Belgian champion Philippe Gilbert (QuickStep Floors) soloed to a superb victory at the 2017 Tour of Flanders, his first in the race and fourth Monument success in all.

Gilbert was part of an elite group which forged clear on the Muur before attacking solo over the top of Oude Kwaremont with 55km to go.

And despite having the likes of Olympic champion Greg van Avermaet (BMC Racing) and Peter Sagan (Bora-hansgrohe) chasing him down, Gilbert held a steady lead, just shy of a minute, which he never looked like surrendering.

Sagan crashed into a barrier on the final Oude Kwaremont ascent, which only furthered Gilbert’s hopes, and despite tiring on the final run-in to the finish, it was the Belgian champion holding his bike aloft as he celebrated victory.

Philippe Gilbert, Belgian champion, Tour of Flanders, bike, QuickStep Floors, pic - BrakeThrough Media-QuickStep

Philippe Gilbert, Belgian champion, Tour of Flanders, bike, QuickStep Floors, pic - BrakeThrough Media-QuickStep

An eight-man break had animated the early part of the day’s racing – Britain’s Mark McNally (Wanty-Groupe Gobert) among them – but it was on the Muur, back on the route for the first time since 2011, the race exploded into life.

Gilbert and team-mates Tom Boonen and Matteo Trentin were perfectly placed on the run-in to the climb, and with Team Sky joining the pace-setting on the cobbles the elastic snapped in the strung out peloton.

It led to an elite front group forming, with the QuickStep Floors trio joined by Luke Rowe (Team Sky), Sep Vanmarcke (Cannondale-Drapac) and Sylvain Chavanel (Direct Energie) among others.

With the numerical advantage, QuickStep were required to do the bulk of the work but with Sagan, Van Avermaet and Lotto-Soudal’s several leaders all missing the move, the elite group all worked well together.

Boonen and Trentin upped the pace on the run-in to the Kwaremont for the second time, having already swept up the earlier break, and it proved the perfect foil for Gilbert who bolted clear over the top.

It came just as the Sagan/Van Avermaet group was chasing back on, and as Boonen took his foot of the gas the groups started to come back together.

Vanmarcke took a bad tumble, which took Rowe out of contention too, and there was plenty of drama still to come too.

Sagan upped the ante on the Taaienberg, after the chasing groups came together, and caused a new break to go clear but not before Boonen’s race was effectively ended by a mechanical.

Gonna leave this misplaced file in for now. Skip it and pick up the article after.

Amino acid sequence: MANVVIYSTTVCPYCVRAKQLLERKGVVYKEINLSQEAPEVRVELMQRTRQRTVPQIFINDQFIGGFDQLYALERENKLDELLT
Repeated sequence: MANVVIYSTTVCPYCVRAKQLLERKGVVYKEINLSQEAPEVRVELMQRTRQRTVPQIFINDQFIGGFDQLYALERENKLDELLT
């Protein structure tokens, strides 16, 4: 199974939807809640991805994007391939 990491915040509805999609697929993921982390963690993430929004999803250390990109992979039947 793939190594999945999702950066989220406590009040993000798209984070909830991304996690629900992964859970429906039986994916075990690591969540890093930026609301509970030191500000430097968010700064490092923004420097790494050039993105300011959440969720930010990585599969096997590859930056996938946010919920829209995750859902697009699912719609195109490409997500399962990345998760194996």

On the climb on which he has made his name in the past, Boonen had to stop for a bike change and, when his replacement bike also misfired he and his legions of fans cut frustrated figures as he was left stranded while the chasing group disappeared up the ascent.

Peter Sagan, rainbow jersey, Bora-hansgrohe, pic - Sirotti

Peter Sagan, rainbow jersey, Bora-hansgrohe, pic - Sirotti

Sagan’s move was sufficient to launch a new chasing group, with Van Avermaet and Oliver Naesen (Ag2r-La Mondiale) for company, while Dylan van Baarle (Cannondale-Drapac) and Fabio Felline (Trek-Segafredo) were further up the road.

Gilbert’s lead continued to hover around the minute-mark, however, and the Belgian champion barely missed a beat as he battled over Oude Kwaremont and the Paterberg for the final time.

Behind him, Sagan’s collision with a barrier took down Van Avermaet and Naesen too and proved the final straw for the chase’s hopes of bringing Gilbert back.

Van Avermaet remounted, but even when Gilbert tired on the final run-in to the line the chasing group had too much to do.

With a look over his shoulder he dismounted and carried his bike across the line above his head, celebrating a victory perhaps even bigger than his Ardennes Classics clean-sweep in 2011.

Van Avermaet won the race for second place, ahead of Gilbert’s team-mate Niki Terpstra, but it was not to be for the Olympic champion.

Tour of Flanders 2017: result

1) Philippe Gilbert (BEL) – QuickStep Floors – 6.23.45hrs

2) Greg van Avermaet (BEL) – BMC Racing +28"

3) Niki Terpstra (NED) – QuickStep Floors – ST

4) Dylan van Baarle (NED) – Cannondale-Drapac

5) Alexander Kristoff (NOR) – Katusha-Alpecin +52"

6) Sacha Modolo (ITA) – UAE Team Emirates – ST

7) John Degenkolb (GER) – Trek-Segafredo

8) Pippo Pozzato (ITA) – Wilier Triestina

9) Sylvain Chavanel (FRA) – Direct Energie

10) Sonny Colbrelli (ITA) – Bahrain-Merida